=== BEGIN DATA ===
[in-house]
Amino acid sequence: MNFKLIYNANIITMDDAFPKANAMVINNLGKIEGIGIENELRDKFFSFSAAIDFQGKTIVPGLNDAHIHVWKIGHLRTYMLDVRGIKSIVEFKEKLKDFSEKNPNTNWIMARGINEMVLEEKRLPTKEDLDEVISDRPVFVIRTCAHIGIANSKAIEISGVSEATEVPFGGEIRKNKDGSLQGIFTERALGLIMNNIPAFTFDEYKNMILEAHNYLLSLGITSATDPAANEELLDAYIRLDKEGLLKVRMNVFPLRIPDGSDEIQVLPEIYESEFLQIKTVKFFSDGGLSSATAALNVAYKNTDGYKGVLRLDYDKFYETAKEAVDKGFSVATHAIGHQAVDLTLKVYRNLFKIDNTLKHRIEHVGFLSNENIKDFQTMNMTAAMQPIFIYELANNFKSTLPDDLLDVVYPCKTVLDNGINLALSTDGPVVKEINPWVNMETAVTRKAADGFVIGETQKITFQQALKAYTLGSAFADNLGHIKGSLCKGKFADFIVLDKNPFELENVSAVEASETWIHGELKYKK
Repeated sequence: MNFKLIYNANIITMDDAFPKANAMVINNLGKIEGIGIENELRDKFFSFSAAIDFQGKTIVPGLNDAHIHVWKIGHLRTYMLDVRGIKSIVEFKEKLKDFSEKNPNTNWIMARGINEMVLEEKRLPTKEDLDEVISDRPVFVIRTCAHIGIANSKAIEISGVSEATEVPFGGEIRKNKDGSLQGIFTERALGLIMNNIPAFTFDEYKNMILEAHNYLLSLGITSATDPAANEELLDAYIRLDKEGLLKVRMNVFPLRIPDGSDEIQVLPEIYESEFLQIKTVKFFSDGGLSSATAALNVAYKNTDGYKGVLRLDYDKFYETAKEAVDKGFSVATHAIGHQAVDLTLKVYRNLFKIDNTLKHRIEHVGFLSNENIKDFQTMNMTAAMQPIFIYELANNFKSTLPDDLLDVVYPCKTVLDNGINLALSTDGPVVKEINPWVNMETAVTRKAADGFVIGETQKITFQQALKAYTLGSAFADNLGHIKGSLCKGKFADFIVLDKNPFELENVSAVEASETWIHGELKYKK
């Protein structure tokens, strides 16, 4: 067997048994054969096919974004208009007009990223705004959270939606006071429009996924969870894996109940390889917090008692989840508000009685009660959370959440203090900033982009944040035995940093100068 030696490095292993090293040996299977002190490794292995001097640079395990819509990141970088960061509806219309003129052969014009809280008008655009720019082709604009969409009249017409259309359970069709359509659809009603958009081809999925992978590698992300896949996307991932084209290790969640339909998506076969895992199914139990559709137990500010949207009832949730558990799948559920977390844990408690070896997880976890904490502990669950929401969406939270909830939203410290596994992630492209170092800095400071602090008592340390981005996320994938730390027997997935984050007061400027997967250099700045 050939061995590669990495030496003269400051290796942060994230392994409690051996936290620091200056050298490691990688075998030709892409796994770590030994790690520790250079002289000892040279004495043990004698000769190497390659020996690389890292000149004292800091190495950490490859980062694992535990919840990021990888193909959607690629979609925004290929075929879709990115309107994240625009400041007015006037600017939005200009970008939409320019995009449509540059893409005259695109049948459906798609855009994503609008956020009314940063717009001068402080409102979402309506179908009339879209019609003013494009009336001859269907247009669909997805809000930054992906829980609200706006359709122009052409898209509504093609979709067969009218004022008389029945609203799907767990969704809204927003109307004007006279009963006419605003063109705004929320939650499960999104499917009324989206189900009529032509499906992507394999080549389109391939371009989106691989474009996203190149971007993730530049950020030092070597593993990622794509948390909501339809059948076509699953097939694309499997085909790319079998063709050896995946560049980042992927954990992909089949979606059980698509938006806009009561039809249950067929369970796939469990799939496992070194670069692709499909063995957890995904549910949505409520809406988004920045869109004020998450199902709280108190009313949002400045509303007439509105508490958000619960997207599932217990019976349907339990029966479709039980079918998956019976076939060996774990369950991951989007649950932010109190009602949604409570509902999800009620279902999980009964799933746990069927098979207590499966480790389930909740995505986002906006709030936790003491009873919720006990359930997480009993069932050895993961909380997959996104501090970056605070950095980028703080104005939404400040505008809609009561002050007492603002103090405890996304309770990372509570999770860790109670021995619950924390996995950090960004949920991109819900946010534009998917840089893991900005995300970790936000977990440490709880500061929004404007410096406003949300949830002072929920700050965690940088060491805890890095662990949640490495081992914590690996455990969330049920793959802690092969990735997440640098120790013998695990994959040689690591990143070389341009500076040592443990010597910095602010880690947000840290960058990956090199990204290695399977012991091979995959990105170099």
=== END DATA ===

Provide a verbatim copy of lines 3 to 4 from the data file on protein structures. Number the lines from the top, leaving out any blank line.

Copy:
Repeated sequence: MNFKLIYNANIITMDDAFPKANAMVINNLGKIEGIGIENELRDKFFSFSAAIDFQGKTIVPGLNDAHIHVWKIGHLRTYMLDVRGIKSIVEFKEKLKDFSEKNPNTNWIMARGINEMVLEEKRLPTKEDLDEVISDRPVFVIRTCAHIGIANSKAIEISGVSEATEVPFGGEIRKNKDGSLQGIFTERALGLIMNNIPAFTFDEYKNMILEAHNYLLSLGITSATDPAANEELLDAYIRLDKEGLLKVRMNVFPLRIPDGSDEIQVLPEIYESEFLQIKTVKFFSDGGLSSATAALNVAYKNTDGYKGVLRLDYDKFYETAKEAVDKGFSVATHAIGHQAVDLTLKVYRNLFKIDNTLKHRIEHVGFLSNENIKDFQTMNMTAAMQPIFIYELANNFKSTLPDDLLDVVYPCKTVLDNGINLALSTDGPVVKEINPWVNMETAVTRKAADGFVIGETQKITFQQALKAYTLGSAFADNLGHIKGSLCKGKFADFIVLDKNPFELENVSAVEASETWIHGELKYKK
């Protein structure tokens, strides 16, 4: 067997048994054969096919974004208009007009990223705004959270939606006071429009996924969870894996109940390889917090008692989840508000009685009660959370959440203090900033982009944040035995940093100068 030696490095292993090293040996299977002190490794292995001097640079395990819509990141970088960061509806219309003129052969014009809280008008655009720019082709604009969409009249017409259309359970069709359509659809009603958009081809999925992978590698992300896949996307991932084209290790969640339909998506076969895992199914139990559709137990500010949207009832949730558990799948559920977390844990408690070896997880976890904490502990669950929401969406939270909830939203410290596994992630492209170092800095400071602090008592340390981005996320994938730390027997997935984050007061400027997967250099700045 050939061995590669990495030496003269400051290796942060994230392994409690051996936290620091200056050298490691990688075998030709892409796994770590030994790690520790250079002289000892040279004495043990004698000769190497390659020996690389890292000149004292800091190495950490490859980062694992535990919840990021990888193909959607690629979609925004290929075929879709990115309107994240625009400041007015006037600017939005200009970008939409320019995009449509540059893409005259695109049948459906798609855009994503609008956020009314940063717009001068402080409102979402309506179908009339879209019609003013494009009336001859269907247009669909997805809000930054992906829980609200706006359709122009052409898209509504093609979709067969009218004022008389029945609203799907767990969704809204927003109307004007006279009963006419605003063109705004929320939650499960999104499917009324989206189900009529032509499906992507394999080549389109391939371009989106691989474009996203190149971007993730530049950020030092070597593993990622794509948390909501339809059948076509699953097939694309499997085909790319079998063709050896995946560049980042992927954990992909089949979606059980698509938006806009009561039809249950067929369970796939469990799939496992070194670069692709499909063995957890995904549910949505409520809406988004920045869109004020998450199902709280108190009313949002400045509303007439509105508490958000619960997207599932217990019976349907339990029966479709039980079918998956019976076939060996774990369950991951989007649950932010109190009602949604409570509902999800009620279902999980009964799933746990069927098979207590499966480790389930909740995505986002906006709030936790003491009873919720006990359930997480009993069932050895993961909380997959996104501090970056605070950095980028703080104005939404400040505008809609009561002050007492603002103090405890996304309770990372509570999770860790109670021995619950924390996995950090960004949920991109819900946010534009998917840089893991900005995300970790936000977990440490709880500061929004404007410096406003949300949830002072929920700050965690940088060491805890890095662990949640490495081992914590690996455990969330049920793959802690092969990735997440640098120790013998695990994959040689690591990143070389341009500076040592443990010597910095602010880690947000840290960058990956090199990204290695399977012991091979995959990105170099």